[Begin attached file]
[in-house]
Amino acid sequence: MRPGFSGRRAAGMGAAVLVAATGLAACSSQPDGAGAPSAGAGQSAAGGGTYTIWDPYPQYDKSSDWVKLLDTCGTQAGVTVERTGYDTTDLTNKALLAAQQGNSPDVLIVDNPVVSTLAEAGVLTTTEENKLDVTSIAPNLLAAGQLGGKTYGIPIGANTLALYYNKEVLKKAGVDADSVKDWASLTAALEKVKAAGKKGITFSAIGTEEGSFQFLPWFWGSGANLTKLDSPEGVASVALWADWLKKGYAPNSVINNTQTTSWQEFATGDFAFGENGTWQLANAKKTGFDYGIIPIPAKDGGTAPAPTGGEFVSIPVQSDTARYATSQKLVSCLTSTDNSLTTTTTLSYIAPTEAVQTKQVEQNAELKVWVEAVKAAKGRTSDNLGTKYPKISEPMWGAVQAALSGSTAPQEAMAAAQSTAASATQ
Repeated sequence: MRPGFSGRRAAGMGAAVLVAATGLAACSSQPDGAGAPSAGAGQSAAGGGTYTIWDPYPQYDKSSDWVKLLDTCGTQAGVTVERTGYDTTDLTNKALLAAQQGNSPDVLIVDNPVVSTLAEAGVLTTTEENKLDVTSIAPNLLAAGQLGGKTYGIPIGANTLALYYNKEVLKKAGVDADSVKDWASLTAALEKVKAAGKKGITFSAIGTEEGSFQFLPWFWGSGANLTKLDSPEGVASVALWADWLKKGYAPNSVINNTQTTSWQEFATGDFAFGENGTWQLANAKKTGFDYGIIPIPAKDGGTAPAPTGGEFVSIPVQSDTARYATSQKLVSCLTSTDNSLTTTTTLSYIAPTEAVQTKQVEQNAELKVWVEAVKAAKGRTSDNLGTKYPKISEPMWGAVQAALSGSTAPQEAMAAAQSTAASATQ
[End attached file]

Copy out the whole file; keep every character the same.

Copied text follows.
[in-house]
Amino acid sequence: MRPGFSGRRAAGMGAAVLVAATGLAACSSQPDGAGAPSAGAGQSAAGGGTYTIWDPYPQYDKSSDWVKLLDTCGTQAGVTVERTGYDTTDLTNKALLAAQQGNSPDVLIVDNPVVSTLAEAGVLTTTEENKLDVTSIAPNLLAAGQLGGKTYGIPIGANTLALYYNKEVLKKAGVDADSVKDWASLTAALEKVKAAGKKGITFSAIGTEEGSFQFLPWFWGSGANLTKLDSPEGVASVALWADWLKKGYAPNSVINNTQTTSWQEFATGDFAFGENGTWQLANAKKTGFDYGIIPIPAKDGGTAPAPTGGEFVSIPVQSDTARYATSQKLVSCLTSTDNSLTTTTTLSYIAPTEAVQTKQVEQNAELKVWVEAVKAAKGRTSDNLGTKYPKISEPMWGAVQAALSGSTAPQEAMAAAQSTAASATQ
Repeated sequence: MRPGFSGRRAAGMGAAVLVAATGLAACSSQPDGAGAPSAGAGQSAAGGGTYTIWDPYPQYDKSSDWVKLLDTCGTQAGVTVERTGYDTTDLTNKALLAAQQGNSPDVLIVDNPVVSTLAEAGVLTTTEENKLDVTSIAPNLLAAGQLGGKTYGIPIGANTLALYYNKEVLKKAGVDADSVKDWASLTAALEKVKAAGKKGITFSAIGTEEGSFQFLPWFWGSGANLTKLDSPEGVASVALWADWLKKGYAPNSVINNTQTTSWQEFATGDFAFGENGTWQLANAKKTGFDYGIIPIPAKDGGTAPAPTGGEFVSIPVQSDTARYATSQKLVSCLTSTDNSLTTTTTLSYIAPTEAVQTKQVEQNAELKVWVEAVKAAKGRTSDNLGTKYPKISEPMWGAVQAALSGSTAPQEAMAAAQSTAASATQ